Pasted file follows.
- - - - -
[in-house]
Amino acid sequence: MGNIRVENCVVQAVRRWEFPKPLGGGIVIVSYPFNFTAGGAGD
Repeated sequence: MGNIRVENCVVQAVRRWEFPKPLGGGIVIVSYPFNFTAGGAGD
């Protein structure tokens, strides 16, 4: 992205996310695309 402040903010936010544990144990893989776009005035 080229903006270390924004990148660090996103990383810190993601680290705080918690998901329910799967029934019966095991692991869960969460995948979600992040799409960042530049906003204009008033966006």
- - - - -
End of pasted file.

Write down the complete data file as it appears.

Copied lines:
[in-house]
Amino acid sequence: MGNIRVENCVVQAVRRWEFPKPLGGGIVIVSYPFNFTAGGAGD
Repeated sequence: MGNIRVENCVVQAVRRWEFPKPLGGGIVIVSYPFNFTAGGAGD
């Protein structure tokens, strides 16, 4: 992205996310695309 402040903010936010544990144990893989776009005035 080229903006270390924004990148660090996103990383810190993601680290705080918690998901329910799967029934019966095991692991869960969460995948979600992040799409960042530049906003204009008033966006």